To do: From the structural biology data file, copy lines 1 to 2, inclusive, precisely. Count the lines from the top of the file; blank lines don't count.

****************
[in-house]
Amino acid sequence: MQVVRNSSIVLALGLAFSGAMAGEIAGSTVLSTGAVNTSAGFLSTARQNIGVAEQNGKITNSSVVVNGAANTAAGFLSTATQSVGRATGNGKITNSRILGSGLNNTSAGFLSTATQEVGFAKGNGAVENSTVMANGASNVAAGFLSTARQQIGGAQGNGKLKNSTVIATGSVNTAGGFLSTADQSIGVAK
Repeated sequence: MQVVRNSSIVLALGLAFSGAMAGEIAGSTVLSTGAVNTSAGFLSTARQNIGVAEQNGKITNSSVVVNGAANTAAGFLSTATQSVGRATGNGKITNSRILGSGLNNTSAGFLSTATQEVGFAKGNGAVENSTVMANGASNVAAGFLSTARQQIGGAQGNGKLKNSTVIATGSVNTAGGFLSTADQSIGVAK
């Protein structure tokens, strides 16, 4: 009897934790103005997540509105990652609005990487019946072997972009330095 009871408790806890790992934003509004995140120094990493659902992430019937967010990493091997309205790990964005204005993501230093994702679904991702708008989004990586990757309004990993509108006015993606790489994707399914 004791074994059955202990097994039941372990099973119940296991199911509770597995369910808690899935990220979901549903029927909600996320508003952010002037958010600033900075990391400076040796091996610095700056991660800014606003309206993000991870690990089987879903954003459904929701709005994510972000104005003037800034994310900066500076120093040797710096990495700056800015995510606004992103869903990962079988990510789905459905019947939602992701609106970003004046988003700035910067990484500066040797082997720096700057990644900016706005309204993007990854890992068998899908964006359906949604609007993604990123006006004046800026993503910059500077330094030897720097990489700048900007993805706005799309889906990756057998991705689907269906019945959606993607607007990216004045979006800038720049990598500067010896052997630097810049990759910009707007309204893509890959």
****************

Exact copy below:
[in-house]
Amino acid sequence: MQVVRNSSIVLALGLAFSGAMAGEIAGSTVLSTGAVNTSAGFLSTARQNIGVAEQNGKITNSSVVVNGAANTAAGFLSTATQSVGRATGNGKITNSRILGSGLNNTSAGFLSTATQEVGFAKGNGAVENSTVMANGASNVAAGFLSTARQQIGGAQGNGKLKNSTVIATGSVNTAGGFLSTADQSIGVAK